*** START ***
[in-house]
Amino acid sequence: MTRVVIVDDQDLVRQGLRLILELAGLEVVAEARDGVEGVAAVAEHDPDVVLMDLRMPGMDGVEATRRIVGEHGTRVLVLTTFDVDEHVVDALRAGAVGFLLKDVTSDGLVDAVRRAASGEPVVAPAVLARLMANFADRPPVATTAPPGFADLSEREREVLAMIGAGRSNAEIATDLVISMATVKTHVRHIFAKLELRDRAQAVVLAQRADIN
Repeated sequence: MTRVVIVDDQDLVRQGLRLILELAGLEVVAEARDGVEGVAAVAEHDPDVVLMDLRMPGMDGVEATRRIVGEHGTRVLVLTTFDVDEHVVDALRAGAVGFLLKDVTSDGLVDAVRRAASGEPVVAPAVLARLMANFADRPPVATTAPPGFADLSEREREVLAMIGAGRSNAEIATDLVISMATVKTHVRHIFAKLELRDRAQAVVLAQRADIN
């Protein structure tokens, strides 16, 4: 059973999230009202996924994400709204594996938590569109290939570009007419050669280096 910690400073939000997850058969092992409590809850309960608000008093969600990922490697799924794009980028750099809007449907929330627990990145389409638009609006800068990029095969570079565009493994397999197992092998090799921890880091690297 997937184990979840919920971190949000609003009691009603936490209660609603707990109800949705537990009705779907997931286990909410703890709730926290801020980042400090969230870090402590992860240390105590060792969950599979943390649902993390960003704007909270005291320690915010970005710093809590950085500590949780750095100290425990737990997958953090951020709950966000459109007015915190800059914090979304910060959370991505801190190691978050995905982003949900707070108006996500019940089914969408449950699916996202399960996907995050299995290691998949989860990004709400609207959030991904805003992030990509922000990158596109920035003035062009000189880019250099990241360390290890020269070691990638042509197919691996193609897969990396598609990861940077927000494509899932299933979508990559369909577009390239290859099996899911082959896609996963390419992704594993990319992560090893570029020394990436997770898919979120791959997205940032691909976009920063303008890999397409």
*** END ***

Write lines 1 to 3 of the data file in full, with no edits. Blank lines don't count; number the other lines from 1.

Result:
[in-house]
Amino acid sequence: MTRVVIVDDQDLVRQGLRLILELAGLEVVAEARDGVEGVAAVAEHDPDVVLMDLRMPGMDGVEATRRIVGEHGTRVLVLTTFDVDEHVVDALRAGAVGFLLKDVTSDGLVDAVRRAASGEPVVAPAVLARLMANFADRPPVATTAPPGFADLSEREREVLAMIGAGRSNAEIATDLVISMATVKTHVRHIFAKLELRDRAQAVVLAQRADIN
Repeated sequence: MTRVVIVDDQDLVRQGLRLILELAGLEVVAEARDGVEGVAAVAEHDPDVVLMDLRMPGMDGVEATRRIVGEHGTRVLVLTTFDVDEHVVDALRAGAVGFLLKDVTSDGLVDAVRRAASGEPVVAPAVLARLMANFADRPPVATTAPPGFADLSEREREVLAMIGAGRSNAEIATDLVISMATVKTHVRHIFAKLELRDRAQAVVLAQRADIN